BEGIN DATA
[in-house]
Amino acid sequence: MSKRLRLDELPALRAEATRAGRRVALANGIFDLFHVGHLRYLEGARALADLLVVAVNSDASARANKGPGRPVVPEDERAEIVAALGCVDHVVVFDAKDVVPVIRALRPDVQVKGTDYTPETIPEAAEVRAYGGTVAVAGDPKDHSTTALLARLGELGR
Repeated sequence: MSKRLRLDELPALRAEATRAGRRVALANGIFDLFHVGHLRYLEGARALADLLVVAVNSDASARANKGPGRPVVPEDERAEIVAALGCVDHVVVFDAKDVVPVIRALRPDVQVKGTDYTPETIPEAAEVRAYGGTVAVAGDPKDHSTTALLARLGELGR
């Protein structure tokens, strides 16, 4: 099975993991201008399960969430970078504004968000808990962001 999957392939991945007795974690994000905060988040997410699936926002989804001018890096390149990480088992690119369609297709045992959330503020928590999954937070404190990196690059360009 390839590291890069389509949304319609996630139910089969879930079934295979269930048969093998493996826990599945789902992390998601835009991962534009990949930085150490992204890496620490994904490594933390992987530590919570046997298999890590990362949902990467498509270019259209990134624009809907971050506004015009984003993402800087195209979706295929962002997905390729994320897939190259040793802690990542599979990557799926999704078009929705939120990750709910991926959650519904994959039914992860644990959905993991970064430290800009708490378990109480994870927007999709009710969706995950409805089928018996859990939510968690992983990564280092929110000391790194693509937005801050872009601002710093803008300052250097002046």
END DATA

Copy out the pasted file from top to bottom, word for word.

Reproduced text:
[in-house]
Amino acid sequence: MSKRLRLDELPALRAEATRAGRRVALANGIFDLFHVGHLRYLEGARALADLLVVAVNSDASARANKGPGRPVVPEDERAEIVAALGCVDHVVVFDAKDVVPVIRALRPDVQVKGTDYTPETIPEAAEVRAYGGTVAVAGDPKDHSTTALLARLGELGR
Repeated sequence: MSKRLRLDELPALRAEATRAGRRVALANGIFDLFHVGHLRYLEGARALADLLVVAVNSDASARANKGPGRPVVPEDERAEIVAALGCVDHVVVFDAKDVVPVIRALRPDVQVKGTDYTPETIPEAAEVRAYGGTVAVAGDPKDHSTTALLARLGELGR
């Protein structure tokens, strides 16, 4: 099975993991201008399960969430970078504004968000808990962001 999957392939991945007795974690994000905060988040997410699936926002989804001018890096390149990480088992690119369609297709045992959330503020928590999954937070404190990196690059360009 390839590291890069389509949304319609996630139910089969879930079934295979269930048969093998493996826990599945789902992390998601835009991962534009990949930085150490992204890496620490994904490594933390992987530590919570046997298999890590990362949902990467498509270019259209990134624009809907971050506004015009984003993402800087195209979706295929962002997905390729994320897939190259040793802690990542599979990557799926999704078009929705939120990750709910991926959650519904994959039914992860644990959905993991970064430290800009708490378990109480994870927007999709009710969706995950409805089928018996859990939510968690992983990564280092929110000391790194693509937005801050872009601002710093803008300052250097002046």